The Chiziks and Tel Hai

By MOJI OHEB GERSH
March 5, 2009 11:53
1 minute read.

 
X

Dear Reader,
As you can imagine, more people are reading The Jerusalem Post than ever before. Nevertheless, traditional business models are no longer sustainable and high-quality publications, like ours, are being forced to look for new ways to keep going. Unlike many other news organizations, we have not put up a paywall. We want to keep our journalism open and accessible and be able to keep providing you with news and analyses from the frontlines of Israel, the Middle East and the Jewish World.

As one of our loyal readers, we ask you to be our partner.

For $5 a month you will receive access to the following:

  • A user experience almost completely free of ads
  • Access to our Premium Section
  • Content from the award-winning Jerusalem Report and our monthly magazine to learn Hebrew - Ivrit
  • A brand new ePaper featuring the daily newspaper as it appears in print in Israel

Help us grow and continue telling Israel’s story to the world.

Thank you,

Ronit Hasin-Hochman, CEO, Jerusalem Post Group
Yaakov Katz, Editor-in-Chief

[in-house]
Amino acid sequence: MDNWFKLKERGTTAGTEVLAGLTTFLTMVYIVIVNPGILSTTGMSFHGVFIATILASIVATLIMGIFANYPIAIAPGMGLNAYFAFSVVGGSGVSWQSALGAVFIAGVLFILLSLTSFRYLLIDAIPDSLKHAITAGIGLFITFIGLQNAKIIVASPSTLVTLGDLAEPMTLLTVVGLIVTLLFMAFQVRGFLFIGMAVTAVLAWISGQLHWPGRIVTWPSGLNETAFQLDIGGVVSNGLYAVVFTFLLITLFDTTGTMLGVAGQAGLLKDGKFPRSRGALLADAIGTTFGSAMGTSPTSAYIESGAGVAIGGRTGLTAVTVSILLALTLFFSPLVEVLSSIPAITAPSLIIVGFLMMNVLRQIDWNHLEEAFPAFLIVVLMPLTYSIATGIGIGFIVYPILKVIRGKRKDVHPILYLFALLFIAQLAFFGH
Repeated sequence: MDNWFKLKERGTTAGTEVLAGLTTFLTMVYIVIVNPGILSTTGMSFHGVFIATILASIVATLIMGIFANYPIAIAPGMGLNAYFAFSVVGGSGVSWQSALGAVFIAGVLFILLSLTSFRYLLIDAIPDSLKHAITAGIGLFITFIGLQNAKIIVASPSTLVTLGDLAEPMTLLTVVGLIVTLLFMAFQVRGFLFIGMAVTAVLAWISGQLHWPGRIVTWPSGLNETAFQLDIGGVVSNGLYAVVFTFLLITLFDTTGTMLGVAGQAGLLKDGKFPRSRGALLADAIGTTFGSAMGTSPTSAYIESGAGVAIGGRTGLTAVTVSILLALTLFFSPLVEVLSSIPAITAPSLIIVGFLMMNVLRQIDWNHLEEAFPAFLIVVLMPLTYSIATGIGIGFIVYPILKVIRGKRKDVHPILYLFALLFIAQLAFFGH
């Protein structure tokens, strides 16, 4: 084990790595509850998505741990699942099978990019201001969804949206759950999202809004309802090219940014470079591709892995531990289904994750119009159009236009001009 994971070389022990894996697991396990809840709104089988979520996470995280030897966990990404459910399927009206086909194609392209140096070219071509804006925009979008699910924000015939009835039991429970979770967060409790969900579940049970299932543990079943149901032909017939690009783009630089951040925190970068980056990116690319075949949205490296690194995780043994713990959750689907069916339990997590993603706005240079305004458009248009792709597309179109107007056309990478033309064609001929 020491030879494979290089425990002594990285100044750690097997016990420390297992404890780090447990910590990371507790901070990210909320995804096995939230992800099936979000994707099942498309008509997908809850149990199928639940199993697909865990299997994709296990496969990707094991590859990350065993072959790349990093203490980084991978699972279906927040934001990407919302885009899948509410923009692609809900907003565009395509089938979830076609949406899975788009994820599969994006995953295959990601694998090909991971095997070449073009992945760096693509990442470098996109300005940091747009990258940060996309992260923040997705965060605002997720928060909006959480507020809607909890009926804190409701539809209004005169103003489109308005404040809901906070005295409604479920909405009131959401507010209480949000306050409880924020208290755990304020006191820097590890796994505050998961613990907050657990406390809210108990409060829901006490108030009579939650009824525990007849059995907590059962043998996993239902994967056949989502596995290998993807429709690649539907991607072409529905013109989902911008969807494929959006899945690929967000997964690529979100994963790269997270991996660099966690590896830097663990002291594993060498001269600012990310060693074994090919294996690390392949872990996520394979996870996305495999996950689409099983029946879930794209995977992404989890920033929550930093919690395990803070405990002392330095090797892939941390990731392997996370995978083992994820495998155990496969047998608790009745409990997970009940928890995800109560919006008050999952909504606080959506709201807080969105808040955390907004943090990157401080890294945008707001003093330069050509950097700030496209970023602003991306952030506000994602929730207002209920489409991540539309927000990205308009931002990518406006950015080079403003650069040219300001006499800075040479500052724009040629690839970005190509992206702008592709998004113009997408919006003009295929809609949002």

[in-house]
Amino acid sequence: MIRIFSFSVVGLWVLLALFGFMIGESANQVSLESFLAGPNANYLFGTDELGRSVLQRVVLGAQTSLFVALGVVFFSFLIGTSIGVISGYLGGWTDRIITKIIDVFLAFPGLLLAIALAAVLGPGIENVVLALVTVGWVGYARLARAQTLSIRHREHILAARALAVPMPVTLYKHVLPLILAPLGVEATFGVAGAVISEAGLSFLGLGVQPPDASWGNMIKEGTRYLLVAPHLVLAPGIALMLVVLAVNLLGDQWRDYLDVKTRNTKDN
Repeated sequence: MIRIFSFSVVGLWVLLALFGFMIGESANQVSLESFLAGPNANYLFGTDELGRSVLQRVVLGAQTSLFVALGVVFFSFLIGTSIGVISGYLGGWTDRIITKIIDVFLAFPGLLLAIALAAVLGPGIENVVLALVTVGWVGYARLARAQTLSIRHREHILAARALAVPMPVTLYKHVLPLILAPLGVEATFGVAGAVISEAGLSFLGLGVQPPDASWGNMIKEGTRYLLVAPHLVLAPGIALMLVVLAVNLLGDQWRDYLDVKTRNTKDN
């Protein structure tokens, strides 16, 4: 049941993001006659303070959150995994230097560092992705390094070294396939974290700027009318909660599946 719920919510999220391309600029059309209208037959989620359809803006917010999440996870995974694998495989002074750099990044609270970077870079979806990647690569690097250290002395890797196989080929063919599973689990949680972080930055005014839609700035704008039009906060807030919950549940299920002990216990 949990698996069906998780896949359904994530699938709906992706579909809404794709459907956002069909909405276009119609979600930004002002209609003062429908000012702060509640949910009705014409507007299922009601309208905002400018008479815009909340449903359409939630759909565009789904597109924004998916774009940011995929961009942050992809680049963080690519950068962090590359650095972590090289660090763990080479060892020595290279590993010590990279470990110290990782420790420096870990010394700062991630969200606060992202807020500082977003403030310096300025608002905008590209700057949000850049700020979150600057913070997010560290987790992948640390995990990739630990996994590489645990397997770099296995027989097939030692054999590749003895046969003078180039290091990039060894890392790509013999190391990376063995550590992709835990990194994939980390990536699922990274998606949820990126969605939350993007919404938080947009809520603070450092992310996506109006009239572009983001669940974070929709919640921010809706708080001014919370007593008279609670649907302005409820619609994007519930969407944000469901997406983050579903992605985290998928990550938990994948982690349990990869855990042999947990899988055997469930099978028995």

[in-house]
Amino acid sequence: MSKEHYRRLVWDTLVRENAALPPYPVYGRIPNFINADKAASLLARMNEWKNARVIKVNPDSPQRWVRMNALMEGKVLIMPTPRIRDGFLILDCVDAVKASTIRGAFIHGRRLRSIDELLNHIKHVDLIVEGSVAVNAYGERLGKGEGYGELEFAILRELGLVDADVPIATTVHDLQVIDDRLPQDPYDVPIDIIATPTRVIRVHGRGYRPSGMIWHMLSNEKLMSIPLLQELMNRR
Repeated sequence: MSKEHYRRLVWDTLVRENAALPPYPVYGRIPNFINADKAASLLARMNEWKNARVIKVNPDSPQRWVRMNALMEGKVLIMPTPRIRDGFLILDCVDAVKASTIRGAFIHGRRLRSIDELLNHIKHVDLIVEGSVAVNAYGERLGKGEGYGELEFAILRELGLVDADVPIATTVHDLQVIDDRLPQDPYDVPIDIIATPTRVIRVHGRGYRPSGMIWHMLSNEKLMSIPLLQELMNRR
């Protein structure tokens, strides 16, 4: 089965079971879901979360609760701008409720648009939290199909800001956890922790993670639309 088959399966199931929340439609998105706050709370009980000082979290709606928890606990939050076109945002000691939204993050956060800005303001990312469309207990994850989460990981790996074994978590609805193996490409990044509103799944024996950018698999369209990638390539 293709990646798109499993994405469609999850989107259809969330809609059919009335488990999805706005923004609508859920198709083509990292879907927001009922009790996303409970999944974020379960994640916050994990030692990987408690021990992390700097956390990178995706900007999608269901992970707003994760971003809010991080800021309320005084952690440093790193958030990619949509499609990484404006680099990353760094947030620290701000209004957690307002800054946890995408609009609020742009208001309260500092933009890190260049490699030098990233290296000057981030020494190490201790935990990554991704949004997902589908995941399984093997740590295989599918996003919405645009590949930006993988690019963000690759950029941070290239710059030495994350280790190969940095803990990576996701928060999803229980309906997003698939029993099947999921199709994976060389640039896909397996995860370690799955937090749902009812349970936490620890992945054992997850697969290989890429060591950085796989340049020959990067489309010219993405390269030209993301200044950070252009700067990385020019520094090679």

UPGRADE YOUR JPOST EXPERIENCE FOR 5$ PER MONTH Show me later Don't show it again

When Naomi Chizik's father, Baruch, decided to move to Palestine in 1906, his younger sister, Hana, followed along. A year later, the rest of the family, including his sister Sarah, joined them. Like Baruch, they all loved to work the land as described by Ehud Ya'ari, their relative, in the book Family Stories. While Baruch was beautifying Damascus, his sisters were working in orchards in Palestine. During the same period, Naomi's mother, also named Sarah, had left Poland and moved to Palestine. One day, after helping farmers battle grasshoppers, she started walking to Tel Aviv from Petah Tikva. Suddenly, someone pointed at her and said to Naomi's aunt Sarah: "That girl is being deported to Damascus [by the Turks]." As soon as Sarah Chizik heard this, she asked the young worker to give her brother her warm regards. Naomi Chizik recounts that when her mother heard the name "Baruch Chizik," she thought: "How odd to be named 'Chizik' [a bird, in Russian]." Little did Naomi's mother know she was soon to take his name. Naomi's mother was deported to Damascus, where she met Baruch and later married him. Baruch's younger sister's life did not have such a happy ending. Sarah joined a group of settlers who, under the leadership of Joseph Trumpeldor, volunteered to defend the settlement of Tel Hai. In 1920, she and seven others were murdered there. President Shimon Peres has invited Naomi Chizik to light a torch at the memorial event on March 8 for those who fell in Tel Hai. The event, which coincides with International Women's Day, is dedicated to Sarah's memory.

Related Content